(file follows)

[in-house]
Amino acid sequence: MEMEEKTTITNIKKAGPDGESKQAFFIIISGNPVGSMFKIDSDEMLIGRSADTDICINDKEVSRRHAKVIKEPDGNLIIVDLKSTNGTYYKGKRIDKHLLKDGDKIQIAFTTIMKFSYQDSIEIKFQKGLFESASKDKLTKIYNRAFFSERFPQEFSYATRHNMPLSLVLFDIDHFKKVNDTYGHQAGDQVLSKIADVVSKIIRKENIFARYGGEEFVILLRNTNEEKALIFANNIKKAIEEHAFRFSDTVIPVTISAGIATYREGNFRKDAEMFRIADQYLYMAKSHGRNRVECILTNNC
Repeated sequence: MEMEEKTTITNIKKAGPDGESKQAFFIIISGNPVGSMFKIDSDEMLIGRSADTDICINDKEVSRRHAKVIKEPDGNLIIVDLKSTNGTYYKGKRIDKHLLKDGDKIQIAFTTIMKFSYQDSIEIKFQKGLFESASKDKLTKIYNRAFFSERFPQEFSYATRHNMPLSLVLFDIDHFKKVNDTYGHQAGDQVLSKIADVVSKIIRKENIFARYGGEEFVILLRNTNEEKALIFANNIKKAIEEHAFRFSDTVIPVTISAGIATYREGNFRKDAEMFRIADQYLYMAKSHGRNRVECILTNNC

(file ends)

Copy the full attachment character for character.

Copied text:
[in-house]
Amino acid sequence: MEMEEKTTITNIKKAGPDGESKQAFFIIISGNPVGSMFKIDSDEMLIGRSADTDICINDKEVSRRHAKVIKEPDGNLIIVDLKSTNGTYYKGKRIDKHLLKDGDKIQIAFTTIMKFSYQDSIEIKFQKGLFESASKDKLTKIYNRAFFSERFPQEFSYATRHNMPLSLVLFDIDHFKKVNDTYGHQAGDQVLSKIADVVSKIIRKENIFARYGGEEFVILLRNTNEEKALIFANNIKKAIEEHAFRFSDTVIPVTISAGIATYREGNFRKDAEMFRIADQYLYMAKSHGRNRVECILTNNC
Repeated sequence: MEMEEKTTITNIKKAGPDGESKQAFFIIISGNPVGSMFKIDSDEMLIGRSADTDICINDKEVSRRHAKVIKEPDGNLIIVDLKSTNGTYYKGKRIDKHLLKDGDKIQIAFTTIMKFSYQDSIEIKFQKGLFESASKDKLTKIYNRAFFSERFPQEFSYATRHNMPLSLVLFDIDHFKKVNDTYGHQAGDQVLSKIADVVSKIIRKENIFARYGGEEFVILLRNTNEEKALIFANNIKKAIEEHAFRFSDTVIPVTISAGIATYREGNFRKDAEMFRIADQYLYMAKSHGRNRVECILTNNC